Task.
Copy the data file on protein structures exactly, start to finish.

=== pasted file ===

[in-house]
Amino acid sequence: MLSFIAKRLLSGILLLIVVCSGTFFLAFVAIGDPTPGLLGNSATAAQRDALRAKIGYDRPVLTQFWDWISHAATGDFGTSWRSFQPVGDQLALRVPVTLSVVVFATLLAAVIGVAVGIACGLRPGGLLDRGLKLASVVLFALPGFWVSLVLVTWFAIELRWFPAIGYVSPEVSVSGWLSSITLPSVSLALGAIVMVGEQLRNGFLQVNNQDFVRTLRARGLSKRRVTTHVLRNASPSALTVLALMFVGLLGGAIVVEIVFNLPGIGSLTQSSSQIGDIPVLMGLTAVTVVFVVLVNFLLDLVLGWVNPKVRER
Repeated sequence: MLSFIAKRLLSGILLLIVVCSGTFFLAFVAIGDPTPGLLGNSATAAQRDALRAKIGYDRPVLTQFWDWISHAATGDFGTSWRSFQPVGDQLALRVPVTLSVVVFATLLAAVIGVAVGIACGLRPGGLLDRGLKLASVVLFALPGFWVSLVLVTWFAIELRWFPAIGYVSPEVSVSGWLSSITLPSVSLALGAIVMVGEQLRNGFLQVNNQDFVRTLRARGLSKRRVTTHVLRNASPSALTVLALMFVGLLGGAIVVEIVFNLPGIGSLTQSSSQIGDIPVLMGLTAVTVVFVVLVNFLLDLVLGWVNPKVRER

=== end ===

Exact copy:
[in-house]
Amino acid sequence: MLSFIAKRLLSGILLLIVVCSGTFFLAFVAIGDPTPGLLGNSATAAQRDALRAKIGYDRPVLTQFWDWISHAATGDFGTSWRSFQPVGDQLALRVPVTLSVVVFATLLAAVIGVAVGIACGLRPGGLLDRGLKLASVVLFALPGFWVSLVLVTWFAIELRWFPAIGYVSPEVSVSGWLSSITLPSVSLALGAIVMVGEQLRNGFLQVNNQDFVRTLRARGLSKRRVTTHVLRNASPSALTVLALMFVGLLGGAIVVEIVFNLPGIGSLTQSSSQIGDIPVLMGLTAVTVVFVVLVNFLLDLVLGWVNPKVRER
Repeated sequence: MLSFIAKRLLSGILLLIVVCSGTFFLAFVAIGDPTPGLLGNSATAAQRDALRAKIGYDRPVLTQFWDWISHAATGDFGTSWRSFQPVGDQLALRVPVTLSVVVFATLLAAVIGVAVGIACGLRPGGLLDRGLKLASVVLFALPGFWVSLVLVTWFAIELRWFPAIGYVSPEVSVSGWLSSITLPSVSLALGAIVMVGEQLRNGFLQVNNQDFVRTLRARGLSKRRVTTHVLRNASPSALTVLALMFVGLLGGAIVVEIVFNLPGIGSLTQSSSQIGDIPVLMGLTAVTVVFVVLVNFLLDLVLGWVNPKVRER